Blackwood, originally known as Blackwoodtown, was settled about 1750 by John Blackwood in an area then known as "head of Timber Creek." Blackwood was a fuller who immigrated from Scotland and established mills in Blackwoodtown.[19] The area was a crossroads village along the Black Horse Pike well into the nineteenth century, that served as a local government and transportation center by the 1830s, when Uriah Norcross established a stage coach line between Camden and Woodbury with a stop at a tavern in Blackwoodtown. The arrival of the railroad in 1891 led to further development.[20] [21]

External images
"At Blackwoodtown, N.J.", 1851, courtesy of Library of Congress[22]

In 1891 Blackwood Lake began operating as a summer resort until 1932.[23]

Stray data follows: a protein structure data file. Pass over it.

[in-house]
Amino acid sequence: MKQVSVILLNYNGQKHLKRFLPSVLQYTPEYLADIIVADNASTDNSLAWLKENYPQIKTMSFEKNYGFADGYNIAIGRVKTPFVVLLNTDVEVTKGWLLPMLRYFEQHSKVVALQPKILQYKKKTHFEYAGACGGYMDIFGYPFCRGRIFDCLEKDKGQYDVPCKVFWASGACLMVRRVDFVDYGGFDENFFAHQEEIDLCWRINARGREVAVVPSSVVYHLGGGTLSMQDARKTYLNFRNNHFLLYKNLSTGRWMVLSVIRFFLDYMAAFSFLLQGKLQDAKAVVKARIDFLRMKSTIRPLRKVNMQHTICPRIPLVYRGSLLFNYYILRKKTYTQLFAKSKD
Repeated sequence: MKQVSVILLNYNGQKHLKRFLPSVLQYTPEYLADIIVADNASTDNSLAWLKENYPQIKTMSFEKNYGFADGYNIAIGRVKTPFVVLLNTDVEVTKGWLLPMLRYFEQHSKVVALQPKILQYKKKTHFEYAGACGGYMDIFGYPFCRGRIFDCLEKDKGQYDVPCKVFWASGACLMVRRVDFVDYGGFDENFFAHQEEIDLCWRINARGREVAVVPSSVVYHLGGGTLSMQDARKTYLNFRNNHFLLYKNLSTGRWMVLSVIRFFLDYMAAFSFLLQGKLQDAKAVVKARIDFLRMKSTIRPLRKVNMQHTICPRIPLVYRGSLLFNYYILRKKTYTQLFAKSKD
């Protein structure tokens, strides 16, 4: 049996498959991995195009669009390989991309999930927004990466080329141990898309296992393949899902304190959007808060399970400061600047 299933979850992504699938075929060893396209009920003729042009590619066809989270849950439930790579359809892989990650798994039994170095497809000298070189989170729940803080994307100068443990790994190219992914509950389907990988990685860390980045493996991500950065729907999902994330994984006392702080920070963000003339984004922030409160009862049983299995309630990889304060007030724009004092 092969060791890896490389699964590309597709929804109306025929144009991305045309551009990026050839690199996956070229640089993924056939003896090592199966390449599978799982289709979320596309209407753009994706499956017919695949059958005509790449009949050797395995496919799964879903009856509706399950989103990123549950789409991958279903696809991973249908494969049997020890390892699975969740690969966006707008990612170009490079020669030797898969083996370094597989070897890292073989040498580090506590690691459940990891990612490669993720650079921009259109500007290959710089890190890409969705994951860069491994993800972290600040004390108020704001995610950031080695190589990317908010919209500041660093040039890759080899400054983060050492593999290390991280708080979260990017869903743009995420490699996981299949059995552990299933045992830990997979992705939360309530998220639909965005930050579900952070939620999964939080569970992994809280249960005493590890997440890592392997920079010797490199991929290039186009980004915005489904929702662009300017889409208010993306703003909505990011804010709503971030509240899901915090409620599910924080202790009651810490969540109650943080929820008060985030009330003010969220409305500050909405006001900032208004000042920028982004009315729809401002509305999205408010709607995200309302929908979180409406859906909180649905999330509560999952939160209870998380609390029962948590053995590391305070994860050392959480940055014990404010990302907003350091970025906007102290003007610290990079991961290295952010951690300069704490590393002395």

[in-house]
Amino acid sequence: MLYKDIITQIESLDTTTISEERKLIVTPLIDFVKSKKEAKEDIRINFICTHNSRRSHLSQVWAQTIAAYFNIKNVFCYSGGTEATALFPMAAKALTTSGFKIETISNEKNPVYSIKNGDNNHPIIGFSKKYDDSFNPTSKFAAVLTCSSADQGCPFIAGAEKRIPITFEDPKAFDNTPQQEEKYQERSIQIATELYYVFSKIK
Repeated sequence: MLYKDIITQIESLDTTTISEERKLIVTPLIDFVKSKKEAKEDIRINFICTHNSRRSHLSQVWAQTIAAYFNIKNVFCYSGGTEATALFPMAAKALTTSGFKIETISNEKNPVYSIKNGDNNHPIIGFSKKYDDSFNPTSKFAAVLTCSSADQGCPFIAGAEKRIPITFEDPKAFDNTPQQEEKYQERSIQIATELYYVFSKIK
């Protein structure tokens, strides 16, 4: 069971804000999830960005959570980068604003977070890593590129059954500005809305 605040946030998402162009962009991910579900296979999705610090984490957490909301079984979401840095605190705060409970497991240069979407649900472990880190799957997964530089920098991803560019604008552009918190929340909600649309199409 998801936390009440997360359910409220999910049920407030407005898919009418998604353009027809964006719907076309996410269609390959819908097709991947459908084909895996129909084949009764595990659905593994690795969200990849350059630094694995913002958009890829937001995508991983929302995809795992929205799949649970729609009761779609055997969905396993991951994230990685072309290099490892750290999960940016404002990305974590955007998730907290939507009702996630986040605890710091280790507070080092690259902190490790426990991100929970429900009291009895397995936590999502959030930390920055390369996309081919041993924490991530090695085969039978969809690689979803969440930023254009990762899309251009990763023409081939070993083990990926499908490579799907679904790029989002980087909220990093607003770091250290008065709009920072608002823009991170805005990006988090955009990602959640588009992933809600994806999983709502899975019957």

The Blackwood Historic District (roughly covering the area along Church Street from East Railroad Avenue to Indiana Avenue, Black Horse Pike, and Central Avenue) and Solomon Wesley United Methodist Church are listed in the properties and districts on the National Register of Historic Places. [24] [25]

Education[edit]

Public schools, that are part of the Gloucester Township Public Schools district, include Blackwood Elementary School, Gloucester Township Elementary School, as well as Charles W. Lewis Middle School. Highland Regional High School is part of the Black Horse Pike Regional School District.

The Kingdom Charter School of Leadership is a charter school that serves students in Kindergarten through sixth grade residing in Gloucester Township, who are accepted by lottery on a space-available basis.[26]

Our Lady of Hope Regional School is a Roman Catholic elementary school that operates under the auspices of the Roman Catholic Diocese of Camden.[27] Our Lady of Hope Regional School was previously named St. Jude Regional School but was renamed as part of a merger with St. Agnes School.

Higher education in Blackwood includes Pennco Tech and Camden County College.